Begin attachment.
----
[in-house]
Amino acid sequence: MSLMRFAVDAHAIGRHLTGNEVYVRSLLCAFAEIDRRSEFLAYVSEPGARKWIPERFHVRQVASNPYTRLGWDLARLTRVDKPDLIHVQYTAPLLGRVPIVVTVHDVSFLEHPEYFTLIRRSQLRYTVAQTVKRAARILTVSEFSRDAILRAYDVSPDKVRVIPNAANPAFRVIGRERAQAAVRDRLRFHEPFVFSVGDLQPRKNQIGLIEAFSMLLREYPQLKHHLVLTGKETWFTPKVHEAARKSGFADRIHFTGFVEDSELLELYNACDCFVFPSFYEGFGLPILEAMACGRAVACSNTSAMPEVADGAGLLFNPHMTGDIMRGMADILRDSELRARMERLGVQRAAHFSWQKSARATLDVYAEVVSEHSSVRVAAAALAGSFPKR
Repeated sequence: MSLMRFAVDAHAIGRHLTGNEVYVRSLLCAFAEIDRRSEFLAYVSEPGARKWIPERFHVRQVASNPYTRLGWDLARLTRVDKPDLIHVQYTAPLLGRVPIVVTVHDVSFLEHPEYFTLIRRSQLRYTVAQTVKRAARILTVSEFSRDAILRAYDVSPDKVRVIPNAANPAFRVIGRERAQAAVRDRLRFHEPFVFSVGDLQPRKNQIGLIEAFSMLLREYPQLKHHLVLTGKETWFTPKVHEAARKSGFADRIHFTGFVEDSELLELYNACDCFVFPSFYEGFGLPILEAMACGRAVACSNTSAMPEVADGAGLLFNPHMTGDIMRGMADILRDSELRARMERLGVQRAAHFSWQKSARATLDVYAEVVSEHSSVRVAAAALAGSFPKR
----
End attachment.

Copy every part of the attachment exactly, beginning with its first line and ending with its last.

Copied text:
[in-house]
Amino acid sequence: MSLMRFAVDAHAIGRHLTGNEVYVRSLLCAFAEIDRRSEFLAYVSEPGARKWIPERFHVRQVASNPYTRLGWDLARLTRVDKPDLIHVQYTAPLLGRVPIVVTVHDVSFLEHPEYFTLIRRSQLRYTVAQTVKRAARILTVSEFSRDAILRAYDVSPDKVRVIPNAANPAFRVIGRERAQAAVRDRLRFHEPFVFSVGDLQPRKNQIGLIEAFSMLLREYPQLKHHLVLTGKETWFTPKVHEAARKSGFADRIHFTGFVEDSELLELYNACDCFVFPSFYEGFGLPILEAMACGRAVACSNTSAMPEVADGAGLLFNPHMTGDIMRGMADILRDSELRARMERLGVQRAAHFSWQKSARATLDVYAEVVSEHSSVRVAAAALAGSFPKR
Repeated sequence: MSLMRFAVDAHAIGRHLTGNEVYVRSLLCAFAEIDRRSEFLAYVSEPGARKWIPERFHVRQVASNPYTRLGWDLARLTRVDKPDLIHVQYTAPLLGRVPIVVTVHDVSFLEHPEYFTLIRRSQLRYTVAQTVKRAARILTVSEFSRDAILRAYDVSPDKVRVIPNAANPAFRVIGRERAQAAVRDRLRFHEPFVFSVGDLQPRKNQIGLIEAFSMLLREYPQLKHHLVLTGKETWFTPKVHEAARKSGFADRIHFTGFVEDSELLELYNACDCFVFPSFYEGFGLPILEAMACGRAVACSNTSAMPEVADGAGLLFNPHMTGDIMRGMADILRDSELRARMERLGVQRAAHFSWQKSARATLDVYAEVVSEHSSVRVAAAALAGSFPKR